US Government Clothes Producer Denies Abuses

A representative of the Zongtex Garment Manufacturing company in Phnom Penh on Tuesday denied employing workers as young as 15 to make U.S. government clothing, following an exposé by The New York Times on poor standards in factories producing U.S. government attire.

On Sunday, The Times reported that despite a “zero tolerance” policy for using factories that break local laws, the U.S. government sourced some of its clothes from such factories.

The newspaper reported that an audit conducted this year found that Zongtex, which makes clothes sold by the U.S. Army and Air Force, employed underage workers as young as 15 and that bathroom breaks were so limited that workers were forced to soil themselves at their work stations.

“Right now, I am checking this information. I don’t understand where they got this information or why this case would happen in this factory,” said Kiv Chanseyha, chief of accounting at the Zongtex plant in Phnom Penh.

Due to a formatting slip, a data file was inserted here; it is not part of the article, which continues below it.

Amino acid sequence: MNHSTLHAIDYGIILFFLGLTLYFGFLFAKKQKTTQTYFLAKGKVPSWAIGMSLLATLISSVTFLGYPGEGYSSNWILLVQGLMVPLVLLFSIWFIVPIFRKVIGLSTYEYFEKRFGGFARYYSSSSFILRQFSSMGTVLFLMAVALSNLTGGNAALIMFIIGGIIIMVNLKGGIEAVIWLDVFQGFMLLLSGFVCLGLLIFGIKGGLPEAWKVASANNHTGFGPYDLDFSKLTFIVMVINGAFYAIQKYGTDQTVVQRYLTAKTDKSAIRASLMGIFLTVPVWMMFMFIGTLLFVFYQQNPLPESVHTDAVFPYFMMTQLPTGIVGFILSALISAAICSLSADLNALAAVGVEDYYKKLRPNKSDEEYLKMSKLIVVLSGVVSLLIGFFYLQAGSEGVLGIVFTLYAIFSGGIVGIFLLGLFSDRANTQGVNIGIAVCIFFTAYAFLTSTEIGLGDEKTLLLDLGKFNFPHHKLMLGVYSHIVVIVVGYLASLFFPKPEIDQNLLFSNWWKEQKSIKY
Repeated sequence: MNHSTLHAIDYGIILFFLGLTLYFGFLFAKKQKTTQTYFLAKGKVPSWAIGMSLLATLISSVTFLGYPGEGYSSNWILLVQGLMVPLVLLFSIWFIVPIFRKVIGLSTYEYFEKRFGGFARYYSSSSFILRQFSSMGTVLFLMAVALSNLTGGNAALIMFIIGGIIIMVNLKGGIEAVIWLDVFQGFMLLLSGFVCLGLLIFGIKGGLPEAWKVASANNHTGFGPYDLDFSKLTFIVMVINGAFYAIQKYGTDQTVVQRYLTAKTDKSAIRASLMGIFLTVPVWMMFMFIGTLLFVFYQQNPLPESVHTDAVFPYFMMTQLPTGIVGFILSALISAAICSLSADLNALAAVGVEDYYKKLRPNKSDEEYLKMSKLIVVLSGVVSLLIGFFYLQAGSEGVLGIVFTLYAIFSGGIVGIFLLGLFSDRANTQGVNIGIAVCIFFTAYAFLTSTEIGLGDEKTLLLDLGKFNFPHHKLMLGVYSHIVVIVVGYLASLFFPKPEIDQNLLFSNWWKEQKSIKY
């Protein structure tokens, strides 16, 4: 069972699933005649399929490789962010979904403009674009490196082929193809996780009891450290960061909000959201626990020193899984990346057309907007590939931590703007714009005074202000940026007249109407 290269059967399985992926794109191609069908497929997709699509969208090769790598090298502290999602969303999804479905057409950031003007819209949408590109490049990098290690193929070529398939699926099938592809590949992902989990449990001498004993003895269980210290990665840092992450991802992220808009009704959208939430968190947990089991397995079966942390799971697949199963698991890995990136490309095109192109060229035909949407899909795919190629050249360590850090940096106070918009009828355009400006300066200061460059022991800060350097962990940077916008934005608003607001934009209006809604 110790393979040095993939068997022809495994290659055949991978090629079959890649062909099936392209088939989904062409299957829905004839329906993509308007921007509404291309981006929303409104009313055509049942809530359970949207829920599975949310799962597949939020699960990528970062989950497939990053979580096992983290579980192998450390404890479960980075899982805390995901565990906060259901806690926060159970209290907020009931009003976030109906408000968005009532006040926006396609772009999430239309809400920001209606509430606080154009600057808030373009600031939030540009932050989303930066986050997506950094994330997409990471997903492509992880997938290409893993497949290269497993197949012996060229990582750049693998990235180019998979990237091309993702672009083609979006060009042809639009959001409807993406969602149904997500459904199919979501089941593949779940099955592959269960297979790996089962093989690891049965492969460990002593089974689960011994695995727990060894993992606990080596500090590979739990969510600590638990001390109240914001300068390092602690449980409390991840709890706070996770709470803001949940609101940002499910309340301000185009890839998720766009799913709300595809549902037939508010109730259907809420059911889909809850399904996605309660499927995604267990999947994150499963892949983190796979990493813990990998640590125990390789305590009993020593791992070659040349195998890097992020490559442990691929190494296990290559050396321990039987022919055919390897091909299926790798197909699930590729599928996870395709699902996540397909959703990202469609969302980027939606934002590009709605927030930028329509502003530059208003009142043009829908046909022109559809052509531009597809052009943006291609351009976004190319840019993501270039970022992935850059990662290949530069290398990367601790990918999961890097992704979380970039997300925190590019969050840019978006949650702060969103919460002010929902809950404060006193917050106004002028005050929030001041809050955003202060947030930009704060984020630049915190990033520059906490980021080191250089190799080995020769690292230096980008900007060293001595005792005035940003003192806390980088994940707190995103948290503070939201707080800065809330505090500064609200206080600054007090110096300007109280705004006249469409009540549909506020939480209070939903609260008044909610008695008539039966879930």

“I think that this is not accurate information because this factory never chose minors to work here. We always respect the labor law,” she said.

“There are three or four workers that are one to two months from turning 18 years old, but they work there because they have sewing skills,” she said.

In interviews with The Times, several workers who said they were underage said they were also told to hide from factory inspectors. “Sometimes people soil themselves at their sewing machines,” one worker claimed in The Times story.

The clothing made at Zongtex include women’s fleece jackets and men’s mesh knit shorts, which are sold on U.S. military bases, according to The Times.

Regionally, the U.S. government also sourced clothing from factories in Thailand, and Vietnam.

There is no law that prohibits the U.S. government from buying clothes produced abroad in a factory where local laws may be broken.

Ken Loo, secretary-general of the Garment Manufacturer’s Association in Cambodia (GMAC), said GMAC would look into the allegations, but was skeptical about their findings.

“To the underage workers, I will have to check up on this. Zongtex is monitored by the International Labor Organization [ILO]. Surely, something like this would have been found by the ILO…. I’m sure The New York Times did not audit the factory,” he said.

According to GMAC, the factory’s owner is from Taiwan and it employs 225 workers.

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